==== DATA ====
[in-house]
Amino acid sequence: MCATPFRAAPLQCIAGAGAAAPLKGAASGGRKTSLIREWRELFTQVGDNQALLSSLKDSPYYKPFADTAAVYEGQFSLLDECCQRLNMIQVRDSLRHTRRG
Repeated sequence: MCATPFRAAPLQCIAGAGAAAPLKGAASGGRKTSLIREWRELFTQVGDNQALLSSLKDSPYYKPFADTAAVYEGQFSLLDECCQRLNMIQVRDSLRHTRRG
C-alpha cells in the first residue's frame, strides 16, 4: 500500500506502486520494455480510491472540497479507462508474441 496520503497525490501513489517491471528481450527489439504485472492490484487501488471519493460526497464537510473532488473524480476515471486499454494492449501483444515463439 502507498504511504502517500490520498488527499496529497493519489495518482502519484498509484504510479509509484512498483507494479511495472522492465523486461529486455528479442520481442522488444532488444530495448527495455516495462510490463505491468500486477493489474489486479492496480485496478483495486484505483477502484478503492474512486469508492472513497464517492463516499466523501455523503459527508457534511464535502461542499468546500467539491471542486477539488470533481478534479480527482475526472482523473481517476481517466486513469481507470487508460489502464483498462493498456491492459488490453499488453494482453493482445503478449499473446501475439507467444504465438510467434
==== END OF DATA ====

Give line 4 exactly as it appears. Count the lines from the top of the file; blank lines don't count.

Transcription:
C-alpha cells in the first residue's frame, strides 16, 4: 500500500506502486520494455480510491472540497479507462508474441 496520503497525490501513489517491471528481450527489439504485472492490484487501488471519493460526497464537510473532488473524480476515471486499454494492449501483444515463439 502507498504511504502517500490520498488527499496529497493519489495518482502519484498509484504510479509509484512498483507494479511495472522492465523486461529486455528479442520481442522488444532488444530495448527495455516495462510490463505491468500486477493489474489486479492496480485496478483495486484505483477502484478503492474512486469508492472513497464517492463516499466523501455523503459527508457534511464535502461542499468546500467539491471542486477539488470533481478534479480527482475526472482523473481517476481517466486513469481507470487508460489502464483498462493498456491492459488490453499488453494482453493482445503478449499473446501475439507467444504465438510467434